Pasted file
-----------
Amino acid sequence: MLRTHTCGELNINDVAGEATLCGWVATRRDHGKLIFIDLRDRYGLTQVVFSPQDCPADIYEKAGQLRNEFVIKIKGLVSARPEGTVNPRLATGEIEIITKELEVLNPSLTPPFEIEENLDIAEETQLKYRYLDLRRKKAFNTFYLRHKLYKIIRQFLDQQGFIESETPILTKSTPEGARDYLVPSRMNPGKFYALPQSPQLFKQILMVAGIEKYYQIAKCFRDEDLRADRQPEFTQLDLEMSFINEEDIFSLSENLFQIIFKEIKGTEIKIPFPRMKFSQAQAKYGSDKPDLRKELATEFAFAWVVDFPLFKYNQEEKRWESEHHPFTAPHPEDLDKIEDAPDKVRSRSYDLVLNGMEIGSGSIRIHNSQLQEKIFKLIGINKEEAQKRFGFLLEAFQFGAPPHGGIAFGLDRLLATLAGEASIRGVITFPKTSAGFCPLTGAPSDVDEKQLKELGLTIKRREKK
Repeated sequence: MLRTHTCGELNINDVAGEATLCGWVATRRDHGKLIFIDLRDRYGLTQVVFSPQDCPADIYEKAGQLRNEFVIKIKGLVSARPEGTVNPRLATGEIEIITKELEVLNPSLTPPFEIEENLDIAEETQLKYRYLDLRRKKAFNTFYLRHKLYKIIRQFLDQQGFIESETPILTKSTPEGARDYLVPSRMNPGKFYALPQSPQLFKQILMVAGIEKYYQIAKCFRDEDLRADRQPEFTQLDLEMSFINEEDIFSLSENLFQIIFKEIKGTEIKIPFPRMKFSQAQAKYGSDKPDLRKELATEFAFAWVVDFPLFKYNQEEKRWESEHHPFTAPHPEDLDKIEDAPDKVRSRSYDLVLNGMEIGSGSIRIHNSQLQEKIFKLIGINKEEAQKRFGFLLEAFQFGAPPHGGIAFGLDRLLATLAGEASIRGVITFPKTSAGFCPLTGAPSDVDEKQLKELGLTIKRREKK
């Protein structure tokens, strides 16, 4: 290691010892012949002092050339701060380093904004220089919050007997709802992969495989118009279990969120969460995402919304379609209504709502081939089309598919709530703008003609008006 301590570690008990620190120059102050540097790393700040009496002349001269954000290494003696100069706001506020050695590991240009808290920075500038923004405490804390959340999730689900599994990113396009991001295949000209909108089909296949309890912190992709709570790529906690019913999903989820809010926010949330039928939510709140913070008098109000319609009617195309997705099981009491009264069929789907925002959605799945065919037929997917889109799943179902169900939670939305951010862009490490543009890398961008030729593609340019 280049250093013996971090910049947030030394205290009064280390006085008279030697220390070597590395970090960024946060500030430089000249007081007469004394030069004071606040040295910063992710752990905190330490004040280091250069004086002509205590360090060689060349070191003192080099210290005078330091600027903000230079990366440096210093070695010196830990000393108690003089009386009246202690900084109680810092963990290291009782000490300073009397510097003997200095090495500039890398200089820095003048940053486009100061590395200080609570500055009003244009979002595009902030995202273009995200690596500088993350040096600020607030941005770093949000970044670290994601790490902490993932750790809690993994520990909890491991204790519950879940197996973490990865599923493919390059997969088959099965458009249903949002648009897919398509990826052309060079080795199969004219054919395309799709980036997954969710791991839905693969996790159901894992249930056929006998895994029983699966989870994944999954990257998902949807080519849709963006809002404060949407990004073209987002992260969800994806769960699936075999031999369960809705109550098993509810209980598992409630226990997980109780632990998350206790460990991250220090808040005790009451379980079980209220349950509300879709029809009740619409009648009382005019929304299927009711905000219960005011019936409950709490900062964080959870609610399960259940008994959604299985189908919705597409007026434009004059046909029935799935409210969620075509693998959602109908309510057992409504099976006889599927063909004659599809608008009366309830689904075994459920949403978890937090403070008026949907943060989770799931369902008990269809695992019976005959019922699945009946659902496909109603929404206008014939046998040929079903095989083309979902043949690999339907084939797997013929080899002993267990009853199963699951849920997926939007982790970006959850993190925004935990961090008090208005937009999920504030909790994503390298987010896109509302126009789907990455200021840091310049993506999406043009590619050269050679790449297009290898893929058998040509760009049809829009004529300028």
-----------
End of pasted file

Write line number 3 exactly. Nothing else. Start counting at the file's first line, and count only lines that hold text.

């Protein structure tokens, strides 16, 4: 290691010892012949002092050339701060380093904004220089919050007997709802992969495989118009279990969120969460995402919304379609209504709502081939089309598919709530703008003609008006 301590570690008990620190120059102050540097790393700040009496002349001269954000290494003696100069706001506020050695590991240009808290920075500038923004405490804390959340999730689900599994990113396009991001295949000209909108089909296949309890912190992709709570790529906690019913999903989820809010926010949330039928939510709140913070008098109000319609009617195309997705099981009491009264069929789907925002959605799945065919037929997917889109799943179902169900939670939305951010862009490490543009890398961008030729593609340019 280049250093013996971090910049947030030394205290009064280390006085008279030697220390070597590395970090960024946060500030430089000249007081007469004394030069004071606040040295910063992710752990905190330490004040280091250069004086002509205590360090060689060349070191003192080099210290005078330091600027903000230079990366440096210093070695010196830990000393108690003089009386009246202690900084109680810092963990290291009782000490300073009397510097003997200095090495500039890398200089820095003048940053486009100061590395200080609570500055009003244009979002595009902030995202273009995200690596500088993350040096600020607030941005770093949000970044670290994601790490902490993932750790809690993994520990909890491991204790519950879940197996973490990865599923493919390059997969088959099965458009249903949002648009897919398509990826052309060079080795199969004219054919395309799709980036997954969710791991839905693969996790159901894992249930056929006998895994029983699966989870994944999954990257998902949807080519849709963006809002404060949407990004073209987002992260969800994806769960699936075999031999369960809705109550098993509810209980598992409630226990997980109780632990998350206790460990991250220090808040005790009451379980079980209220349950509300879709029809009740619409009648009382005019929304299927009711905000219960005011019936409950709490900062964080959870609610399960259940008994959604299985189908919705597409007026434009004059046909029935799935409210969620075509693998959602109908309510057992409504099976006889599927063909004659599809608008009366309830689904075994459920949403978890937090403070008026949907943060989770799931369902008990269809695992019976005959019922699945009946659902496909109603929404206008014939046998040929079903095989083309979902043949690999339907084939797997013929080899002993267990009853199963699951849920997926939007982790970006959850993190925004935990961090008090208005937009999920504030909790994503390298987010896109509302126009789907990455200021840091310049993506999406043009590619050269050679790449297009290898893929058998040509760009049809829009004529300028």